Prefect of the Congregation for the Doctrine of the Faith sees no need to correct Pope on Amoris Latetitia
There is no need for the cardinals of the Church to correct Pope Francis on Amoris Laetitia, says the Prefect of the Congregation for the Doctrine of the Faith.
Cardinal Muller has said there is no need to issue a correction to Amoris Laetitia.
LOS ANGELES, CA (Catholic Online) -- Cardinal Gerhard Muller, Prefect of the Congregation for the Doctrine of the Faith, has said there is no need for the cardinals of the Church to correct Pope Francis on his letter, Amois Laetitia.
The papal document asks clergy "to discern the situation of these persons living in an irregular union --that is, not in accordance with the doctrine of the church on marriage --and asks for help for these people to find a path for a new integration into the church according to the condition of the sacraments (and) the Christian message on matrimony."
In functional terms, Pope Francis is asking priests to get to know their parishioners, acknowledge their struggles, and to make an effort to gently bring them back into alignment with the Church. Pope Francis has called for discernment to be used in these cases.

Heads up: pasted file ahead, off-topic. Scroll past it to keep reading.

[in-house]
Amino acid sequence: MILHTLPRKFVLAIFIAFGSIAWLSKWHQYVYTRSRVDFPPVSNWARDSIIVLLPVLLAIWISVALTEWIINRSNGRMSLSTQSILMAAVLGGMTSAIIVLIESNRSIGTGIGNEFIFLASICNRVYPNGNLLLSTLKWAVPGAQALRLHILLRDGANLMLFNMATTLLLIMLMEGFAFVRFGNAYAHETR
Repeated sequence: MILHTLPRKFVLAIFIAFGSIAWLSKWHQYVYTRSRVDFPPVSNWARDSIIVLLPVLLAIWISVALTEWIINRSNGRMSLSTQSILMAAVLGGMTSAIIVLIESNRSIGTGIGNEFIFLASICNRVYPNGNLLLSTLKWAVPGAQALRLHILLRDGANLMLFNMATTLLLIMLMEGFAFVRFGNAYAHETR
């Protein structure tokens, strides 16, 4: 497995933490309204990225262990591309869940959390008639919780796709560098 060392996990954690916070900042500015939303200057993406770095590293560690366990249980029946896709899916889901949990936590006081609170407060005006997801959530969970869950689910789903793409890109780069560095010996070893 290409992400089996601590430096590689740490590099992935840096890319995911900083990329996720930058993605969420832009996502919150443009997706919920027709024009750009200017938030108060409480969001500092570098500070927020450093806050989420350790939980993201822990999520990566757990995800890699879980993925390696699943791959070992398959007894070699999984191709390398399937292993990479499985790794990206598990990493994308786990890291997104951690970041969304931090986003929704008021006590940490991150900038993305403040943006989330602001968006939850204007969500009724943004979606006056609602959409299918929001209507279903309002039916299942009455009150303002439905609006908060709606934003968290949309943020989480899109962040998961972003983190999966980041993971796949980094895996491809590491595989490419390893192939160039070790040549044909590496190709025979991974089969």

However, this caused some questions to develop as a few clergy wondered if this should mean that communion ought to be offered to people who are effectively living in a sinful state.
To clarify this situation, four cardinals including Cardinal Burke from the USA, sent a letter to Pope Francis asking a series of questions about his letter. The Holy Father declined to respond.
His refusal to reply opened the possibility that the cardinals might issue a correction, a very rare case in the Church that allows cardinals to act to preserve the teaching of the Church.
But now, Cardinal Muller, who is responsible for defending the doctrine of the Church has spoken, defending the papal document.
"I do not see any opposition," he said during an interview for an Italian news outlet. "On one side we have the clear doctrine on matrimony, and on the other the obligation of the church to care for these people in difficulty."
It is unclear if this will be the final word in the matter.
Pope Francis has issued no response to the questions, other than to make it known he will not be responding to them.
His refusal to reply has some wondering if there is a conflict between the Pope and some of his cardinals, but this conclusion is woefully premature. Robust debate and discussion is part of how the Church operates. It is normal for the popes and clergy to occasionally take sides on issues that confront the Church. Such debate should not be construed as schism brewing or as acrimonious. It is normal and healthy.
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